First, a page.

the administration of justice in Egypt was nevertheless yearly becoming more assured ; crime was decreasing; the proportion of convictions to cases tried increased, and a slow respect for equity is taking hold even of official minds.
But, after all, the main interest in Egyptian history in 1899 came, as it did the year before, from warlike operations in the Soudan. The settlement of the rights of England and France in the valley of the Upper Nile proceeded quietly enough, on a basis which secured to England undisputed influence on the great river, and to France a “compact and homogeneous ” territory, as a French semi-official note described it, from the Mediterranean in the north to Senegal and Congo in the south. The disappearance of the Khalifa, however, after the decisive campaign of the previous year, led to a certain degree of uneasiness as to the security of our new dominions, and his movements in the desert excited many rumours in the spring. Meanwhile the reorganisation of new territory proceeded. The Soudan was divided for administrative purposes into four first-class districts
- Omdurman, Sennar, Kassala and Fashoda—and three secondclass districts-Assuan, Wady Halfa and Suakin, and governors were appointed to carry on the administration. The publication of the terms of the Convention for the future government of the Soudan excited, of course, a certain amount of hostility in Paris, while it was received with equanimity by the rest of the world; but even Lord Kitchener found it too soon to hazard any definite opinion as to the value and resources of the vast dominions thus acquired. As the year went on rumours about the precarious position of the Khalifa increased, and in August the Sirdar reported an attempted Mahdist insurrection on the Blue Nile. Later in the autumn the Khalifa, who had gathered together a considerable body of followers, began to threaten mischief against us, and it became necessary to despatch a formidable expedition in pursuit. A force of Soudanese troops was accordingly organised under Sir Francis Wingate, which towards the end of November advanced upon the Khalifa's camp at Om Debrikat, and there secured a signal victory, which may be regarded as the crowning operation of the Soudan war. The Khalifa was killed in the battle, together with his brothers, his chief emirs, and all his leading followers, except Osman Digna who escaped ; his army was entirely routed, and 9,000 prisoners fell into Colonel Wingate's hands. The death of the Khalifa Abdullahi, at the age of fifty-four, and the destruction of the last army which the Dervishes could put into the field, ended at once the career of a tyrant and the prolonged unrest of the Central Soudan. It put the seal upon the successes which made Lord Kitchener's reputation, and it left Egypt, free in future from the fear of attack upon her southern borders, to pursue unmolested her prosperous career.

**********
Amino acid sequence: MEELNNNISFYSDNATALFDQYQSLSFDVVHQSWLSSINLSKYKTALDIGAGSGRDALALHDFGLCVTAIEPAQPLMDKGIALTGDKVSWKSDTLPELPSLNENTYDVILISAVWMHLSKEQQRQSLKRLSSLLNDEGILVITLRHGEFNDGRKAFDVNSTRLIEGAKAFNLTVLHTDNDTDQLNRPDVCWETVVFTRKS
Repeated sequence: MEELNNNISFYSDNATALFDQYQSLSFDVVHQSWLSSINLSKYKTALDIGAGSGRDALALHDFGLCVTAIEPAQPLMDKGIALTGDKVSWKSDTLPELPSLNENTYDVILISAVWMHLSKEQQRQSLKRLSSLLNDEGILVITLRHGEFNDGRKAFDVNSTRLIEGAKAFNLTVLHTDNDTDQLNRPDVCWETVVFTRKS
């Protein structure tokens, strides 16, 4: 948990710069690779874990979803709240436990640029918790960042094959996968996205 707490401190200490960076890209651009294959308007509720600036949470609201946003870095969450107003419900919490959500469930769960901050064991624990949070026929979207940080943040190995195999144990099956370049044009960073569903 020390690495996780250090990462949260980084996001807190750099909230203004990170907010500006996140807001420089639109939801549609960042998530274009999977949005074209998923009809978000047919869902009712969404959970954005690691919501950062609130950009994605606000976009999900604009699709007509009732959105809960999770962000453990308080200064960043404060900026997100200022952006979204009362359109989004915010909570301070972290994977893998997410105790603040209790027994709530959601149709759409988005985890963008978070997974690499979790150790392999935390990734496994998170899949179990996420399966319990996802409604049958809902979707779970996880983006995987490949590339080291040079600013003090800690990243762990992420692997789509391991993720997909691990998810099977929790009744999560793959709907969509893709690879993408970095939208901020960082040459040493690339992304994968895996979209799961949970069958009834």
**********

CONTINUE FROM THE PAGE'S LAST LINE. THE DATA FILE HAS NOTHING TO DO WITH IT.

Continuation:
II. SOUTH AFRICA.
Cape Colony. -- After the decisions following the various election petitions, and the election of the additional members provided for under the Redistribution Act, creating sixteen new seats and increasing the number of members of the House to ninety-five, there had been elected at the end of April fifty Bond members against forty-one Progressives. The final elections in May and June gave the Progressives two or three more seats. The Bond party were enthusiastic at their success. Mr. Solomon, the Attorney General, was returned for Tembuland by 811 votes against 749 votes given for Sir Gordon Sprigg. Election petitions against Mr. Rhodes and Mr. Hill and Mr. Sauer were dismissed in January. Sir J. Sivewright was unseated for Stellenbosch, but not personally disqualified.
Mr. Hofmeyr made a speech at Caledon on February 24, affirming the loyalty of the Afrikanders, but declaring their dislike to the domineering of millionaires over the colony. He thought the immediate future as critical as the late past.
Sir A. Milner, the High Commissioner, went to Bloemfontein on May 31 to hold a conference with President Kruger.
A great citizens' meeting was held in Cape Town on June 28, which passed resolutions supporting Sir A. Milner's policy.
The Cape Parliament was opened on July 14 and Sir A. Milner's speech, though making no allusion to the Transvaal crisis, was received with cheers.
A great meeting was held in Cape Town (July 18) to welcome Mr. Rhodes from England. Some 4,000 people were present in the crowded hall, and received him with prolonged cheering. In his speech he said that the German Emperor had met him in the fairest way, that the days of Little Englandism were past, and that Englishmen and Dutchmen would soon unite upon the proposition that South Africa was not big enough for them.
In the Cape Assembly (July 31) the Rhodesia Customs Bill was read a second time, after a protest by Mr. Rhodes against giving benefits to the Transvaal when there was no reciprocity.
Mr. Merriman, in his Budget speech on August 1, said that the reduction of duties under the Customs Convention had resulted in a decrease of 501,0001. in the revenue. He estimated the expenditure at 6,878,0001., and the revenue at 6,544,0001. He proposed an income tax of 1s. in the pound, with exemption on incomes up to 3001. Farmers were to pay a land tax of fd. in the pound on the value of their farms instead of income tax, with exemption up to 1,2001. In moving the second reading of the Income and Land Taxes Bill (Aug. 14) Mr. Merriman modified his proposals, making the income tax 6d. in the pound on incomes under 1,0001., and ls. in the pound on incomes beyond 1,0001. The limit of exemption from land tax was to be 8001. rather than 1,2001.
Much public indignation was aroused in August at the
posals. em. 1,000:of exem